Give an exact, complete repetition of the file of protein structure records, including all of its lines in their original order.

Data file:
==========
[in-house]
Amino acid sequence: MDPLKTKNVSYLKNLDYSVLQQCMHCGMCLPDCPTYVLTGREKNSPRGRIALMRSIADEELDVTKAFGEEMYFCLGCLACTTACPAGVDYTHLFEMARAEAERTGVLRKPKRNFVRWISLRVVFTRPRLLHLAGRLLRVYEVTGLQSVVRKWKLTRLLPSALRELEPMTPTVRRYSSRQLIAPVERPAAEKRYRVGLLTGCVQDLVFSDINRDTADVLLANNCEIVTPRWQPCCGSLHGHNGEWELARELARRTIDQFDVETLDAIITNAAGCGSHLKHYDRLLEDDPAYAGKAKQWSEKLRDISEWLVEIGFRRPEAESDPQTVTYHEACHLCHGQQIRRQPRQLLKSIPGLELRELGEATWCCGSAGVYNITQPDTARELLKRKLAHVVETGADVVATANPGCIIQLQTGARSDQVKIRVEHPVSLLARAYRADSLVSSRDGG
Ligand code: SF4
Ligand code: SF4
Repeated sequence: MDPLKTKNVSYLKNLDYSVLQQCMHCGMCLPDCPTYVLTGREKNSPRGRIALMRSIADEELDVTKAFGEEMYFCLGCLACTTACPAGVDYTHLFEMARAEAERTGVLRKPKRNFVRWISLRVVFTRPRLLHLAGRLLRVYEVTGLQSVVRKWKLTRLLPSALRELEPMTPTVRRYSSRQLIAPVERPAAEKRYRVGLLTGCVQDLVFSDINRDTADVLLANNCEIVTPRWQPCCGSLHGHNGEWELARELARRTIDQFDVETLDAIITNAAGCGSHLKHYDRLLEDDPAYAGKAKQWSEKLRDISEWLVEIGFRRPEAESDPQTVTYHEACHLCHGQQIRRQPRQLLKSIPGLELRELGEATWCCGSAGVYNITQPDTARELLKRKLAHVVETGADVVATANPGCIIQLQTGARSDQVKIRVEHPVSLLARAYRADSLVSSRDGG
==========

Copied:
[in-house]
Amino acid sequence: MDPLKTKNVSYLKNLDYSVLQQCMHCGMCLPDCPTYVLTGREKNSPRGRIALMRSIADEELDVTKAFGEEMYFCLGCLACTTACPAGVDYTHLFEMARAEAERTGVLRKPKRNFVRWISLRVVFTRPRLLHLAGRLLRVYEVTGLQSVVRKWKLTRLLPSALRELEPMTPTVRRYSSRQLIAPVERPAAEKRYRVGLLTGCVQDLVFSDINRDTADVLLANNCEIVTPRWQPCCGSLHGHNGEWELARELARRTIDQFDVETLDAIITNAAGCGSHLKHYDRLLEDDPAYAGKAKQWSEKLRDISEWLVEIGFRRPEAESDPQTVTYHEACHLCHGQQIRRQPRQLLKSIPGLELRELGEATWCCGSAGVYNITQPDTARELLKRKLAHVVETGADVVATANPGCIIQLQTGARSDQVKIRVEHPVSLLARAYRADSLVSSRDGG
Ligand code: SF4
Ligand code: SF4
Repeated sequence: MDPLKTKNVSYLKNLDYSVLQQCMHCGMCLPDCPTYVLTGREKNSPRGRIALMRSIADEELDVTKAFGEEMYFCLGCLACTTACPAGVDYTHLFEMARAEAERTGVLRKPKRNFVRWISLRVVFTRPRLLHLAGRLLRVYEVTGLQSVVRKWKLTRLLPSALRELEPMTPTVRRYSSRQLIAPVERPAAEKRYRVGLLTGCVQDLVFSDINRDTADVLLANNCEIVTPRWQPCCGSLHGHNGEWELARELARRTIDQFDVETLDAIITNAAGCGSHLKHYDRLLEDDPAYAGKAKQWSEKLRDISEWLVEIGFRRPEAESDPQTVTYHEACHLCHGQQIRRQPRQLLKSIPGLELRELGEATWCCGSAGVYNITQPDTARELLKRKLAHVVETGADVVATANPGCIIQLQTGARSDQVKIRVEHPVSLLARAYRADSLVSSRDGG